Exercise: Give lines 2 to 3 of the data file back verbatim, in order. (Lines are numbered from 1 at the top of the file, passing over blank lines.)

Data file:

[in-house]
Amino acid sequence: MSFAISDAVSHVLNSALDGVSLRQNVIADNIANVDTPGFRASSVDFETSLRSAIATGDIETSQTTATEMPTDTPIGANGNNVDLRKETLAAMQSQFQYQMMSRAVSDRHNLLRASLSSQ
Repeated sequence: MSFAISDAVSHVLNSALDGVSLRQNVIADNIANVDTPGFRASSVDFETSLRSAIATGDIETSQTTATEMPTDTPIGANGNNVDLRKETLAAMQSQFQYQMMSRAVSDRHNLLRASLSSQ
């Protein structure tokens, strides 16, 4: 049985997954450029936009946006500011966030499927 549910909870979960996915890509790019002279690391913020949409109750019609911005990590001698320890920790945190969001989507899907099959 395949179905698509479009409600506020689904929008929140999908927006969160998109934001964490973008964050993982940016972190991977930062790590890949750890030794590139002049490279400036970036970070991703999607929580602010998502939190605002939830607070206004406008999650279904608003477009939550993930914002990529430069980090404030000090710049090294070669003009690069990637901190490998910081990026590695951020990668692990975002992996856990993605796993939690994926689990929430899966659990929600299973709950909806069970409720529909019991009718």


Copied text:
Amino acid sequence: MSFAISDAVSHVLNSALDGVSLRQNVIADNIANVDTPGFRASSVDFETSLRSAIATGDIETSQTTATEMPTDTPIGANGNNVDLRKETLAAMQSQFQYQMMSRAVSDRHNLLRASLSSQ
Repeated sequence: MSFAISDAVSHVLNSALDGVSLRQNVIADNIANVDTPGFRASSVDFETSLRSAIATGDIETSQTTATEMPTDTPIGANGNNVDLRKETLAAMQSQFQYQMMSRAVSDRHNLLRASLSSQ